This Is Why It's Important To Talk About Miscarriage

by Maegan Slowakiewicz
Originally Published: 

My OBGYN waiting room, which was once a space where I happily awaited hearing my baby’s heartbeat, now became a ticking time bomb to my doctor telling me what I already knew inside: I had lost my baby.

There are myriad things that suck about miscarriage. Its physically horrible, emotionally draining, mentally unbearable, and turns your world upside down. But other mamas in my life (including my own mother) who opened up to me and told me about their experiences demonstrated a breathtaking sense of bravery that shouldn’t go unnoticed about the resiliency that is female.

It wasn’t until after I lost my baby at 10 weeks and confided in my friends and loved ones about my experience that I realized nearly everyone I talked to knew someone who went through this heartbreaking ordeal. But, by far, the most beautiful thing to come from this were the conversations I had with other women: the women who hugged me, cried with me, and and supported me.

According to the American Pregnancy Association, “Miscarriage is the most common type of pregnancy loss, according to the American College of Obstetricians and Gynecologists (ACOG). Studies reveal that anywhere from 10-25% of all clinically recognized pregnancies will end in miscarriage.” With nearly a quarter of women suffering from this loss, why is it that so many of us feel so incredibly alone when it happens?

With such a painful subject, it can be hard to open up about your personal experience — but the most difficult conversations are the most important. The more we open up about our heartbreaks, the more we can support other mothers who may be suffering in silence.

After a certain period of time during your first trimester, your growing child becomes a reality and it starts to feel safe to peruse Pinterest and start daydreaming of nursery designs. You may have even gone shopping already, strolling the aisles and buying a few things, tucking them away in a closet or drawer.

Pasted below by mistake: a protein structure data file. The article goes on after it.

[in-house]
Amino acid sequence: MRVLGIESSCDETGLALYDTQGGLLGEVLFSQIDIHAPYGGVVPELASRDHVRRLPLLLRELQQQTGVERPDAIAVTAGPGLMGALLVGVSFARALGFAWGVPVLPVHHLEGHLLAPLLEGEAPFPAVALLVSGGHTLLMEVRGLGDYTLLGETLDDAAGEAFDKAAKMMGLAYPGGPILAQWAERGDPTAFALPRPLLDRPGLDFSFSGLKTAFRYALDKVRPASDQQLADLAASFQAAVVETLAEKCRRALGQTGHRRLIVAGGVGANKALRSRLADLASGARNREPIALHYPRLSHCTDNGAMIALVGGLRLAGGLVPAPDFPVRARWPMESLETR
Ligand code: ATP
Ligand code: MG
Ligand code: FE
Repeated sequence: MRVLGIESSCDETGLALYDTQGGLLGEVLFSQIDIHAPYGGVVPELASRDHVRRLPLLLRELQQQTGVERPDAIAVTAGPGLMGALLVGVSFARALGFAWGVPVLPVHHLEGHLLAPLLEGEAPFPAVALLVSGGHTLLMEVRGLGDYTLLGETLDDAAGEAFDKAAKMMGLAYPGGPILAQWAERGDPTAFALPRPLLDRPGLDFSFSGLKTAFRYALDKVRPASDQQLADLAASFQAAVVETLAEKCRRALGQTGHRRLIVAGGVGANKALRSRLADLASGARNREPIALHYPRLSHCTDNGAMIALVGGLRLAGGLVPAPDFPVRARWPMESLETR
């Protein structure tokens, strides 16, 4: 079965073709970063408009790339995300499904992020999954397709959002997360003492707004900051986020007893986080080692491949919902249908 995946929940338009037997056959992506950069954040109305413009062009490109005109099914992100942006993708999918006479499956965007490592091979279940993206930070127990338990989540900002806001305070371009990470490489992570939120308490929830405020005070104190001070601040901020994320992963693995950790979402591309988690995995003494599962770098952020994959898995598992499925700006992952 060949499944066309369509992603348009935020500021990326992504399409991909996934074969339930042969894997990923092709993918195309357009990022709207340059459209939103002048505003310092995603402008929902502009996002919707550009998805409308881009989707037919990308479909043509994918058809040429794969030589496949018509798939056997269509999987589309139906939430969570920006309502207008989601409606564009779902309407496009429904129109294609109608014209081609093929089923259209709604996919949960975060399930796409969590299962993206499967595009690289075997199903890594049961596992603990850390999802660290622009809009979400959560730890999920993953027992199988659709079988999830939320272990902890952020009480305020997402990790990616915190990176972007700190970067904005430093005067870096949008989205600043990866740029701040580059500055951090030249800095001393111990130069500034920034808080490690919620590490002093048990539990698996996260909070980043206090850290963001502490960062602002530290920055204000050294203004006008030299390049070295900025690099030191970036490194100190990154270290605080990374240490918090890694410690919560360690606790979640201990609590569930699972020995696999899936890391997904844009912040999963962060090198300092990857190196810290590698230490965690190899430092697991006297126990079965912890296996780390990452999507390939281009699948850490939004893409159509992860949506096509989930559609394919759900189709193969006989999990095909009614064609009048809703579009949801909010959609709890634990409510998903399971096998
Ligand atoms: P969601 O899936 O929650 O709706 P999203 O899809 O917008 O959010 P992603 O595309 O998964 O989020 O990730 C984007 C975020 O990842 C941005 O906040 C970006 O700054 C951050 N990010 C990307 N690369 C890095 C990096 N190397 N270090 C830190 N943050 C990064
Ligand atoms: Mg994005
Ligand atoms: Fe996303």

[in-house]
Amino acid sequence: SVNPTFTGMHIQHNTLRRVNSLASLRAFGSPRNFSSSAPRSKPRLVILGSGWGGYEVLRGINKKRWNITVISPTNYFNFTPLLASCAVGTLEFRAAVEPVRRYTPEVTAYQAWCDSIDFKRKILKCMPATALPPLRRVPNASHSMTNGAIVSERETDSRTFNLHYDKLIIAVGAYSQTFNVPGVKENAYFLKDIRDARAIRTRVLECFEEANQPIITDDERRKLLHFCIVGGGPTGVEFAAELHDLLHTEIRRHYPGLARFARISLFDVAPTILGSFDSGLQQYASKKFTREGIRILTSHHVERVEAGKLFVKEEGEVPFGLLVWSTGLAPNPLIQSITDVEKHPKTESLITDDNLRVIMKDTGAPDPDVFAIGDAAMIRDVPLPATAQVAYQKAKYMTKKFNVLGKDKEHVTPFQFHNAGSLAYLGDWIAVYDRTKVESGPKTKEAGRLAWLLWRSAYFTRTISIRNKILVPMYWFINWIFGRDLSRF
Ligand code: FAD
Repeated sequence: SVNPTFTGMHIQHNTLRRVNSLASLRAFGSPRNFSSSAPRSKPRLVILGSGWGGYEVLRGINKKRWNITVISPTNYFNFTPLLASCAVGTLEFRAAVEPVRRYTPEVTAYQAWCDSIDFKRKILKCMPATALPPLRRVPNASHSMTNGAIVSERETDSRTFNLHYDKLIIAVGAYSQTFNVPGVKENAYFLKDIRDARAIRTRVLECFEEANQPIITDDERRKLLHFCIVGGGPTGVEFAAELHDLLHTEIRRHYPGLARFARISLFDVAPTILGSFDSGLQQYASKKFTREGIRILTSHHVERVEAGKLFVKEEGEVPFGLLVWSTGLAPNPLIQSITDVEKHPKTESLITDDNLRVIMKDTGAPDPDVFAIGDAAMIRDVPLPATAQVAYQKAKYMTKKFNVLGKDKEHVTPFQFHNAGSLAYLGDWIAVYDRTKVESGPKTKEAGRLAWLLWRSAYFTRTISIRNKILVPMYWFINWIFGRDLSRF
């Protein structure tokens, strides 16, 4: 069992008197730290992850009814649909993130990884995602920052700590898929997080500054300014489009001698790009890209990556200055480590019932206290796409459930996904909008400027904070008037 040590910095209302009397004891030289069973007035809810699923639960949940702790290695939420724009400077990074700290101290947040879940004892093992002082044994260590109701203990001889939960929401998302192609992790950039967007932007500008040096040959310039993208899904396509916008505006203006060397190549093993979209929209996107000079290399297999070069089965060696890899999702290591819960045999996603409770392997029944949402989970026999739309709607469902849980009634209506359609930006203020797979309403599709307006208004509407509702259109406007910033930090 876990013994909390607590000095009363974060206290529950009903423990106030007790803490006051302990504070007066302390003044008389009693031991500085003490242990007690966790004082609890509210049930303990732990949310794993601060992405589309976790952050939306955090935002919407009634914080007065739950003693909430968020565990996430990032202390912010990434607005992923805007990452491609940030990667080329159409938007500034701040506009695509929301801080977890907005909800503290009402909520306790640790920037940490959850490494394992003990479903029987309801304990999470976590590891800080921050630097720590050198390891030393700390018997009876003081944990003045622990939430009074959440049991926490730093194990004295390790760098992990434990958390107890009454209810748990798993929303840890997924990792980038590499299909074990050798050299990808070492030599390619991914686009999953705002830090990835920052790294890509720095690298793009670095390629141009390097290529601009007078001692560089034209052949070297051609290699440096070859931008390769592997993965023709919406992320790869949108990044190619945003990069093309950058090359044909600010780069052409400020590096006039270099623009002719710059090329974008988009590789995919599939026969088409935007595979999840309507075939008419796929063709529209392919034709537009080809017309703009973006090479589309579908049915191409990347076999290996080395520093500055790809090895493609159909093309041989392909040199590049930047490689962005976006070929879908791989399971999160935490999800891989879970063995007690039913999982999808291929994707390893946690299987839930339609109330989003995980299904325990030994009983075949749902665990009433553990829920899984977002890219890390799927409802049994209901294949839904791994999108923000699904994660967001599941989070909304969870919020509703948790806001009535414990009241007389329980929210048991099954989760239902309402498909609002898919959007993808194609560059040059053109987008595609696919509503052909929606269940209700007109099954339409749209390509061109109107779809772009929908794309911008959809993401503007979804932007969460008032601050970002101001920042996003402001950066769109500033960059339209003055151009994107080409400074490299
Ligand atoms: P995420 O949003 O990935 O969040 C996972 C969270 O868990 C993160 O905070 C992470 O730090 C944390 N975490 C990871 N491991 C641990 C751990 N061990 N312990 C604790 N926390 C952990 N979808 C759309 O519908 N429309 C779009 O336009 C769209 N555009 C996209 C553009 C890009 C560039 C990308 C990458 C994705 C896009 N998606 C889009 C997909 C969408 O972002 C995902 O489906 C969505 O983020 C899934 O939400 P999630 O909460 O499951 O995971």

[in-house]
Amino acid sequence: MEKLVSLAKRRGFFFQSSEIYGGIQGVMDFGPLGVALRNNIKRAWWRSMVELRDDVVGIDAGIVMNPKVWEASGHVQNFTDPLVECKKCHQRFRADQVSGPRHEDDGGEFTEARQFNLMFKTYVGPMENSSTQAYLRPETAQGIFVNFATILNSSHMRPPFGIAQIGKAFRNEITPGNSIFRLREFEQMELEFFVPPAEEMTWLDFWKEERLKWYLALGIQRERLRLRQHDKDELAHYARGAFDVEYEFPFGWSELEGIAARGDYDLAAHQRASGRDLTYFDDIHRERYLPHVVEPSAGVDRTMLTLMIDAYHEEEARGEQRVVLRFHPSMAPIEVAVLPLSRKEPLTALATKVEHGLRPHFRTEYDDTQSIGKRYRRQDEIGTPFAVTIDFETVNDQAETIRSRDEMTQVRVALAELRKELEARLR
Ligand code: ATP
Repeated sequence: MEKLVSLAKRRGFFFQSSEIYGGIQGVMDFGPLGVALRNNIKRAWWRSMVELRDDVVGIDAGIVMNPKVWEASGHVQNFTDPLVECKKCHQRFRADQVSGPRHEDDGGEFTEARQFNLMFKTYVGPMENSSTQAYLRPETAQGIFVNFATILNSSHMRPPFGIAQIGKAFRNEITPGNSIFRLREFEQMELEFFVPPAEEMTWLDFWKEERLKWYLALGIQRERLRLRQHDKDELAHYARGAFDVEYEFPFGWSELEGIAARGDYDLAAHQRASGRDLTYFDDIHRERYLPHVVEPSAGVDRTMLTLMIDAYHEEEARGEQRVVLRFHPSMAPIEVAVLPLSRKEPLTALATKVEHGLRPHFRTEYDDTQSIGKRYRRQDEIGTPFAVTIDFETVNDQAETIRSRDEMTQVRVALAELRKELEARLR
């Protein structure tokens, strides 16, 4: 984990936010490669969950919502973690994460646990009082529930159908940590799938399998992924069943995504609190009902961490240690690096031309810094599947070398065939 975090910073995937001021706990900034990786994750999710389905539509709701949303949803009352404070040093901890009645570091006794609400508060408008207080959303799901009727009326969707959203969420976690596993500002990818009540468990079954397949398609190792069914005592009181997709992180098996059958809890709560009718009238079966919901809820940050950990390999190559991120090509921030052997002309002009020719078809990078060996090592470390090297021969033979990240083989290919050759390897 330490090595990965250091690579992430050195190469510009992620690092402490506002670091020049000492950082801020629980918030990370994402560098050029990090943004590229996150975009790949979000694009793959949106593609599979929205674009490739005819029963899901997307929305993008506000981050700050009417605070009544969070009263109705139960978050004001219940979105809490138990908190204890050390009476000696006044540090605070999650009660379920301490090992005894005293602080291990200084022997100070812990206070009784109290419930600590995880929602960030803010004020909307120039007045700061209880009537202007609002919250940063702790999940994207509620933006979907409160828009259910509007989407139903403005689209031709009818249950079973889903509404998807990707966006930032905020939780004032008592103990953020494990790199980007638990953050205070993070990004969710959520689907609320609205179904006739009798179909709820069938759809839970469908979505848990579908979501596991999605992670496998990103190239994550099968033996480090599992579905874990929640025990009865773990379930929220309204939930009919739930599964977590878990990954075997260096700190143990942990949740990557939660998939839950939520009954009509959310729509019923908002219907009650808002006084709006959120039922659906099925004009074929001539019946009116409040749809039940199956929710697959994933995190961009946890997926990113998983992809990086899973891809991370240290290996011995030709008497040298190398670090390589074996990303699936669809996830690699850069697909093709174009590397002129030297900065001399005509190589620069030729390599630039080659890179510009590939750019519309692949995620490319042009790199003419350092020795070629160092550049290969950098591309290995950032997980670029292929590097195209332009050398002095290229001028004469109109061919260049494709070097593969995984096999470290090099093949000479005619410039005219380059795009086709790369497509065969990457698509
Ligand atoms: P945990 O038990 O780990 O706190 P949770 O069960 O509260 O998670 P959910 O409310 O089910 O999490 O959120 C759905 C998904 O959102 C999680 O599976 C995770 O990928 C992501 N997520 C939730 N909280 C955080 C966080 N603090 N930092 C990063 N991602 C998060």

When I lost my child at 10 weeks, I had already figured out what my announcement would look like as I imagined revealing our little presence to the rest of the world. And then the rug was suddenly whipped from beneath my feet. A future I had begun to visualize was suddenly erased before I could even wrap my head around what was happening, and a family of five slipped through my fingers.

The social media algorithms became absolute torture. Only a few weeks prior, I was clicking through a zillion ads and articles daydreaming about the tiny person growing in my belly — now they nothing but a constant and incredibly painful reminder of what could have been.

The little face I saw only once at the ultrasound has now transformed into a tiny silhouette I can only imagine in my mind, chasing after my other children in the yard, never having the chance to leave footprints behind.

After ending up in the hospital from a miscarriage gone completely awry, what was once a very personal and heartbreaking experience had become imminently public. Having to explain my presence at the ER to complete strangers was difficult each time I had to page for help. But it did force me to address one of the most painful moments in my life, open up to those who were concerned for my health and well-being, and begin the conversation I needed to start walking the path of healing my heart.

Your body heals slowly, your head even slower, and your heart may never heal completely. But for any mama reading this who has had a miscarriage please remember: you are not alone.

I feel your pain as you may occasionally bring yourself to touch the few new baby items you bought, bittersweet gifts that may bring you to tears.

I cheer you on as you sincerely congratulate the other women around you who are pregnant or are just beginning their motherhood journey, no matter how much it stings inside.

I congratulate your strength as you wake up each day and continue to heal.

You are not alone, and many, many other women around you can relate to you, support you, and feel your pain as you look down at your overwhelmingly empty lap.

The village that is motherhood is one of the most beautiful things about being a woman.

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